No. 2 bank may outsource IT

Sources last week said J.P. Morgan Chase & Co. is weighing a decision to outsource the bulk of its IT operations, a deal that one insider noted could rank second in size and scope to the $40 billion contract signed in 1996 by General Motors Co. and Electronic Data Systems Corp.

Six sources, including two IT managers at New York-based J.P. Morgan Chase, said outsourcing discussions are in progress at the nation's No. 2 bank. Multiple sources identified IBM and Plano, Texas-based EDS as the top two contenders for the contract.

One data center manager at the bank, which has $742 billion in assets, said senior executives have "gone back and forth" on the possibility of outsourcing IT over the past few months. "One month we're about to move forward with it, and the next month it's put on hold again," the manager said. Like the other sources, he asked not to be identified.

A database administrator at J.P. Morgan Chase said there was talk within the bank that a final decision could be made as early as this week. But a consultant who works closely with the company said a high-ranking IT official told him that a deal wouldn't happen so soon. Another source told Computerworld that any agreement probably wouldn't be made until year's end.

A spokesman for J.P. Morgan Chase declined to comment on the situation, as did officials from IBM and EDS.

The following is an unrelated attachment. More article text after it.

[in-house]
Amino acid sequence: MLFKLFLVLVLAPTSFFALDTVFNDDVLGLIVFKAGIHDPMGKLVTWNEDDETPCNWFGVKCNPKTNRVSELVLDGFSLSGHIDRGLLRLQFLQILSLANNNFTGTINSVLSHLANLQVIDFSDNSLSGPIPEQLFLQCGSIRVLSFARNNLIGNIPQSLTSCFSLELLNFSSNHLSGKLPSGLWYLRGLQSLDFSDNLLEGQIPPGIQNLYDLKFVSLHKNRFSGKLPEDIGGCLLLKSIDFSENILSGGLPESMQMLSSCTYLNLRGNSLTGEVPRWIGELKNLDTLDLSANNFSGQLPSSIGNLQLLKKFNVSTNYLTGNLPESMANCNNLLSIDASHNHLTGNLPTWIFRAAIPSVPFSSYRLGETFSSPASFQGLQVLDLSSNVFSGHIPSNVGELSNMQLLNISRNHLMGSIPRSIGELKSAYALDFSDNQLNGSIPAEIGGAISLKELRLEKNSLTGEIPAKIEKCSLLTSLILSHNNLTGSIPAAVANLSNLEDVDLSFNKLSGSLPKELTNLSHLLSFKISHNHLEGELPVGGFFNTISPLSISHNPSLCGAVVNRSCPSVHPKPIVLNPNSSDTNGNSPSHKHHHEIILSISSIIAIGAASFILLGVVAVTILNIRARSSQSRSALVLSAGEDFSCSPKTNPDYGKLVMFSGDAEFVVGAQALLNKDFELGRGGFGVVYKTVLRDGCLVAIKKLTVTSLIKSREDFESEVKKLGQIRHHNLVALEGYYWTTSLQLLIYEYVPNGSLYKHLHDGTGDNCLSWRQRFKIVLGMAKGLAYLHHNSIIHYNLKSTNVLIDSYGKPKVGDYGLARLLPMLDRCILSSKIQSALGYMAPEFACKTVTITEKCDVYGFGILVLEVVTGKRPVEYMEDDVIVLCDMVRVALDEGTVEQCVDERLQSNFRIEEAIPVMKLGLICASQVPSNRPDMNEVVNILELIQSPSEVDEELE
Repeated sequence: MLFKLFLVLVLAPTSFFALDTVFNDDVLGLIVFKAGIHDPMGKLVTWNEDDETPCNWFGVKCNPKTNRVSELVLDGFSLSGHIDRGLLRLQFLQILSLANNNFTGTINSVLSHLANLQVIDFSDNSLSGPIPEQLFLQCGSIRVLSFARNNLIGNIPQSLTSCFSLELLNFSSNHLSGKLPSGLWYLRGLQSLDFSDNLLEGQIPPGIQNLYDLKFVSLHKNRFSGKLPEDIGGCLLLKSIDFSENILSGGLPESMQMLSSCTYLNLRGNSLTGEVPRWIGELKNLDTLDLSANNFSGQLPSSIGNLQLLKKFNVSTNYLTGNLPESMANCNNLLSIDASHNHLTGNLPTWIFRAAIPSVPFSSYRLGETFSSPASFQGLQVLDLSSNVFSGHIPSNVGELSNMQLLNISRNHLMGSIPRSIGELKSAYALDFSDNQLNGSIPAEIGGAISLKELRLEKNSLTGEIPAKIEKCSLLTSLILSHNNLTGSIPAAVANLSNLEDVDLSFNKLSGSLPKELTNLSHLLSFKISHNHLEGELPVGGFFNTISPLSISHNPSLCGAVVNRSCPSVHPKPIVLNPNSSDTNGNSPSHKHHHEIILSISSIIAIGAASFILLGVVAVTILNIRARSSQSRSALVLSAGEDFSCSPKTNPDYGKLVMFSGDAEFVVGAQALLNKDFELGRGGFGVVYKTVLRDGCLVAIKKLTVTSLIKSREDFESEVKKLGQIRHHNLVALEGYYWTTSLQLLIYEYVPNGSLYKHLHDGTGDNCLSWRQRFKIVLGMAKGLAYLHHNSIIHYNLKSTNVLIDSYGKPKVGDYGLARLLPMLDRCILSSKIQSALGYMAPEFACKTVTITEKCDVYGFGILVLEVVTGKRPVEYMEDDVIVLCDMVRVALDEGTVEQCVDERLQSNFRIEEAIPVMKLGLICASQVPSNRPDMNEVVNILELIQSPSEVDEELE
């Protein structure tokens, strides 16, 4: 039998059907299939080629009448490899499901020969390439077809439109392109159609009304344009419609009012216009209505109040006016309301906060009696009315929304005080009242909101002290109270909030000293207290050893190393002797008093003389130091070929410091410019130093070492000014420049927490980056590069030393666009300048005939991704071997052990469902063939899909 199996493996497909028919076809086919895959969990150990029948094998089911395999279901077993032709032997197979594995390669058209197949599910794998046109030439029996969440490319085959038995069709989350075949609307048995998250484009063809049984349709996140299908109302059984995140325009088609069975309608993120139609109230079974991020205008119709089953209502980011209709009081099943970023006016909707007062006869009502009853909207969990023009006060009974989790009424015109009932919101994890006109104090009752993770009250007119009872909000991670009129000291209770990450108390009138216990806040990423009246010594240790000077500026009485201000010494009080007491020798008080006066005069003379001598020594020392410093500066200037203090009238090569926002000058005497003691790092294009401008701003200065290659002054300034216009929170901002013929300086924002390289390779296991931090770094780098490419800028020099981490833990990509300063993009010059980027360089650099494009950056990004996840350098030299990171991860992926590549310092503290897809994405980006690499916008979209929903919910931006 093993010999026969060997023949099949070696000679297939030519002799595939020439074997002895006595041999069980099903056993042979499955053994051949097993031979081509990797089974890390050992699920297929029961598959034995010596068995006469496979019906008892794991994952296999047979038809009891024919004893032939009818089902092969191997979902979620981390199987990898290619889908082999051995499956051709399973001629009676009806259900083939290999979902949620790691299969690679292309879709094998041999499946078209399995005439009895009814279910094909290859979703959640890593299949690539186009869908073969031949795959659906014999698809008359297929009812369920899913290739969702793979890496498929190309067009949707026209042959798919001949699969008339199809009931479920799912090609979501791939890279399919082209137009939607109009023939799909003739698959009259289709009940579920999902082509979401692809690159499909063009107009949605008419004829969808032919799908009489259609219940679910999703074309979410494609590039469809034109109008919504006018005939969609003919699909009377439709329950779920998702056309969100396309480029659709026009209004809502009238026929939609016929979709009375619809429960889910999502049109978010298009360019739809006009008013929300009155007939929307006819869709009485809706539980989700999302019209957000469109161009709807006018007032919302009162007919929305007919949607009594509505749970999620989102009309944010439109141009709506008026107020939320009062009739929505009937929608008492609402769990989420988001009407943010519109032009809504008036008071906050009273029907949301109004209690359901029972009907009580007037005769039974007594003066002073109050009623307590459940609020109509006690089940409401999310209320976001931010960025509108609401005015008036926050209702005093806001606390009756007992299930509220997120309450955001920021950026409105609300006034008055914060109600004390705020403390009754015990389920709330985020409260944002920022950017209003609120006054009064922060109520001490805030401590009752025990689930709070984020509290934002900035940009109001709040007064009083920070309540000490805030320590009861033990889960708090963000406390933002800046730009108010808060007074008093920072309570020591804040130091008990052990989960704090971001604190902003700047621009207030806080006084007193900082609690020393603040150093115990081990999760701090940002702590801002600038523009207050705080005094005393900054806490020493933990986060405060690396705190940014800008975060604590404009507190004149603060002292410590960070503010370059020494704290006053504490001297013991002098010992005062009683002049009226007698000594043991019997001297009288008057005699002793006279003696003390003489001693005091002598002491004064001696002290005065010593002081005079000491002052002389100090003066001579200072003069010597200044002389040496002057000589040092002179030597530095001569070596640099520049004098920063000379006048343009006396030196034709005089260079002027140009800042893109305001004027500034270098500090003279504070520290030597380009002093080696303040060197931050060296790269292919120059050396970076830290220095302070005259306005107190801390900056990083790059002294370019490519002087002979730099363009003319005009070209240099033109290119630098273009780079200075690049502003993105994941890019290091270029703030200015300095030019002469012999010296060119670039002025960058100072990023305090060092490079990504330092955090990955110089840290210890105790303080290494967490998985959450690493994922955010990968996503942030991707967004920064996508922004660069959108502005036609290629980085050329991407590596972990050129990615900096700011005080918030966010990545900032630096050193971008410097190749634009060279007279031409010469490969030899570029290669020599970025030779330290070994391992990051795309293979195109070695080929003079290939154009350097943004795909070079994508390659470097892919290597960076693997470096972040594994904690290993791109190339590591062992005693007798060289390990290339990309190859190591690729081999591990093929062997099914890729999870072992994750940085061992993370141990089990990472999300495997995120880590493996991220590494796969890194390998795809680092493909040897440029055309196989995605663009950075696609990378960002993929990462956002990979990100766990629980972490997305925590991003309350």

The J.P. Morgan Chase spokesman also wouldn't disclose the company's annual IT budget or the size of its IT staff. Octavio Marenzi, managing director at Celent Communications LLC, a Cambridge, Mass.-based financial services and IT consulting firm, estimated that the bank's 2002 IT budget is about $4.7 billion.

Outsourcing isn't entirely new to J.P. Morgan Chase, which was formed in December 2000 through the merger of Chase Manhattan Corp. and J.P. Morgan & Co. In 1996, J.P. Morgan outsourced one-third of its global information systems and telecommunications operations to a group of four vendors in a seven-year, $2 billion agreement.

One of those vendors was Computer Sciences Corp. An IT consultant last week said El Segundo, Calif.-based CSC might play a tangential role in supporting either IBM or EDS if J.P. Morgan Chase does award one of them a contract.

The outsourcing deliberations come at a time when J.P. Morgan Chase's executives are under pressure because of recent financial results. The bank last month said its third-quarter earnings dropped from $1.1 billion last year to $325 million, excluding special items. The biggest problems occurred within its investment banking unit, which posted an operating loss of $256 million.

Marenzi said a large number of investment banks are considering outsourcing because of cost pressures. But banks often "don't know the costs of running their [IT] operations," which makes it harder to decide whether outsourcing would save money, he said.

In addition to their potential for lowering costs, outsourcing megadeals can provide "a short-term revenue bump" for customers who sell their IT equipment and facilities to the outsourcing vendor, said Larry Tabb, an analyst at TowerGroup in Needham, Mass.

Copyright © 2002 IDG Communications, Inc.

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